This is where the static measurement comes into play ( and where suspension tuning breaks into art and personal preferrence).

    Our static sag measurement is telling us that our spring rate is too low. We got our correct race sag but at the expense of too much spring preload. Right now the force necessary to START the suspension moving is too high and the suspension will feel harsh and not react much to smaller bumps.

    This is why the static sag measurement is important. It tells us that we should increase (or decrease) the spring rate.

    For me (this is personal preferrence) I use about 25% race sag with a static sag of about 35-40 mm.
    ______________

    Now you get to do the same with the rear. This time you crank the preload collar on the rear shock up and down (lots of lube here please) to change the preload.
    ______________

    A word on springs: Many manufacturers particularly the Japanese routinely provide bikes with soft springs that are made for a 180 lb. rider and no extra gear. It's common to buy a new bike and have to change springs if you're an average sized guy and carry spares, food, etc. If you really want to drive the dealer nuts...do this in the showroom when buying new and ask for a spring change to be included with the bike. What happens next will determine whether you're at a good dealer or not.

    So this is how you do it. Takes an afternoon with a few friends. If you know 2 other riders, you can do everyones measurements in an hour or so.....then the fun starts.
  15. GSPD750

    GSPD750 Adventurer

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    Thanks for taking the time and posting that Ray! I managed to read it without my head exploding. I'm think I'm going to go with Ricor's and I'm sure it will be $ well spent. I will be emailing them shortly. It will be interesting to see the service limit on those springs once I remove them. Standard on the lower spring is 564.1 mm and service limit is 552.8 mm.

    Alain...have a safe trip while in S.A. I assume you're renting and if so what have you chosen? I would love to round up a group and and rent some DR650's out of Quito Ecuador again. An Amazon/Andes combo ride would be gauranteed to be a memorable one. Safe and inexspensive too.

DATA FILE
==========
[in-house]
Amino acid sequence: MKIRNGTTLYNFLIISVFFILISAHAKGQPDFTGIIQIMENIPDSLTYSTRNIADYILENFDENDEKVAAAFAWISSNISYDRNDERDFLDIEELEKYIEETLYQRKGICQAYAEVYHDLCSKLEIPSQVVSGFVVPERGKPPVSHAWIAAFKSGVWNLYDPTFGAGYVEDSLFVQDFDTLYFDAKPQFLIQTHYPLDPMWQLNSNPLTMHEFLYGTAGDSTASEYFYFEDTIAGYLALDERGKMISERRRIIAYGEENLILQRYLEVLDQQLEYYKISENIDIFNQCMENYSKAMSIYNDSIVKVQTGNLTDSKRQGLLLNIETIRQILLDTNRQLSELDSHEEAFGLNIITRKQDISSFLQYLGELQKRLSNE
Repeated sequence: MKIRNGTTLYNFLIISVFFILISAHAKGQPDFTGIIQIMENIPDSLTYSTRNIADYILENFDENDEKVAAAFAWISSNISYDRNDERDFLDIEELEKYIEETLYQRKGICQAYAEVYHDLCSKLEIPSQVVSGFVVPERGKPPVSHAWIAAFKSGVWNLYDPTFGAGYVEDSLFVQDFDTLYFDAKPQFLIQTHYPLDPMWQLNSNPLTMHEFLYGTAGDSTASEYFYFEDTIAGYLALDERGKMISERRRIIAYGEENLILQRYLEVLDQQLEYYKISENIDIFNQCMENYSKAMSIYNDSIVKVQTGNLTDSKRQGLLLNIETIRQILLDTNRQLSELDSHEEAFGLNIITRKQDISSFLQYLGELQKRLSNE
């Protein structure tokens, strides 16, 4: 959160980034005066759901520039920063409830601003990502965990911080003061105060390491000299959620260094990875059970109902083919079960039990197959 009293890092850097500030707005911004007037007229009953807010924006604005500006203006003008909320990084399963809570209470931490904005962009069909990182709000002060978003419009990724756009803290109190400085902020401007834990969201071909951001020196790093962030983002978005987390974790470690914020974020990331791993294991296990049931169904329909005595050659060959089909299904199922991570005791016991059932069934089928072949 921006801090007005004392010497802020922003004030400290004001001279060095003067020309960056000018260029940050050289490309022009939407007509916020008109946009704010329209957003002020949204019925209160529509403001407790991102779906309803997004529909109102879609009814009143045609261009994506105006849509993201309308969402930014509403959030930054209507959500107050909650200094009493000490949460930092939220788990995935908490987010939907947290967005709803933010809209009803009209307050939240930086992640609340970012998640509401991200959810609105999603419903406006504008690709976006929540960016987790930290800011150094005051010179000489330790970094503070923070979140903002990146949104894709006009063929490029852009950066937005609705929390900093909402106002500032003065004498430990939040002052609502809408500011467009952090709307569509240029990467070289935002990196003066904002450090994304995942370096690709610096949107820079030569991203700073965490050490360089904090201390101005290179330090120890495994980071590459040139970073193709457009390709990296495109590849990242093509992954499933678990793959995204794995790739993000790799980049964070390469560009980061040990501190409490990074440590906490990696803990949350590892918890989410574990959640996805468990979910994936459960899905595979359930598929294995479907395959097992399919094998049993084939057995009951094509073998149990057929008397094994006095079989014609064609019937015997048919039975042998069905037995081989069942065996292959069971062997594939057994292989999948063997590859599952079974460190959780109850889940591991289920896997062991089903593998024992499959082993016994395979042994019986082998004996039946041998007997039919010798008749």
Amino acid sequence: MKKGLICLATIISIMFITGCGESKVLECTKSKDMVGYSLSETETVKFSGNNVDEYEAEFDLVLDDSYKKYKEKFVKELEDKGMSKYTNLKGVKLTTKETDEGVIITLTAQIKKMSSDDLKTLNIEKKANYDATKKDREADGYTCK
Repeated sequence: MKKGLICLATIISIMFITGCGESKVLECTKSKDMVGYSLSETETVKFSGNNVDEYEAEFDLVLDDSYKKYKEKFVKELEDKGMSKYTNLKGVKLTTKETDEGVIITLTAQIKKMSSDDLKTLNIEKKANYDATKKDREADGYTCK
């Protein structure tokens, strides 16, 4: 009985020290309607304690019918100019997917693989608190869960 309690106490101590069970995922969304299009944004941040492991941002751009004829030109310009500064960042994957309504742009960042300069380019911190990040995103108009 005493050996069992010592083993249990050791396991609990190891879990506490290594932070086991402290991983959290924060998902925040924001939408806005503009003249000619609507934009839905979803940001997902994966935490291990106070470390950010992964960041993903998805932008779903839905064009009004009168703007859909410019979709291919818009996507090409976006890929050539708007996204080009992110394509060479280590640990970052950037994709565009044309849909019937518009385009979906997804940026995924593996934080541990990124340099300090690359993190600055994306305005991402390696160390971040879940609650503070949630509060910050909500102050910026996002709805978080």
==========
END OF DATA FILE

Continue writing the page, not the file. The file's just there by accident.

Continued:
16. alainmax

    alainmax ca vaut le detour !!

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    Ray, great write uo, as usual..thank you for taking the time to share the knowledge/experience.you should organize a tec day on carbs and suspension !!! I,m IN !!

    Wayne , i can only take 4 weeks and i heard horror stories on bike being shipped in SA and stuck in customs up to. 2 weeks !!! Can t take that chance so yes we rent in SanTiago de Chile

    Great news is we get. Tenere 660 !!!!!:clap
  17. coyotetrips

    coyotetrips Traveller

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  18. Ladder106

    Ladder106 It's a short cut, really

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    I've been in love with that bike since it's introduction. Please do a write up and comparison to the other bikes you own/have ridden.
  19. john_aero

    john_aero Long timer

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  20. @dreamer

    @dreamer Been here awhile

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    OK, now you guys a scaring the crap out of me, at $600 plus for a used CDI from hamart and who know the condition, is probably enough to scare the crap out of anyone.

    Ujeni, you said one of the cdi's my bike only has one so swapping isn't going to be a possibility. As far a getting another one from someone that also isn't going to be possible so I don't know what I'm going to do???

    Ladder, thank you for the write up I will have to look at my situation after I figure out what I'm going to do about this possible cdi issue.

    Keith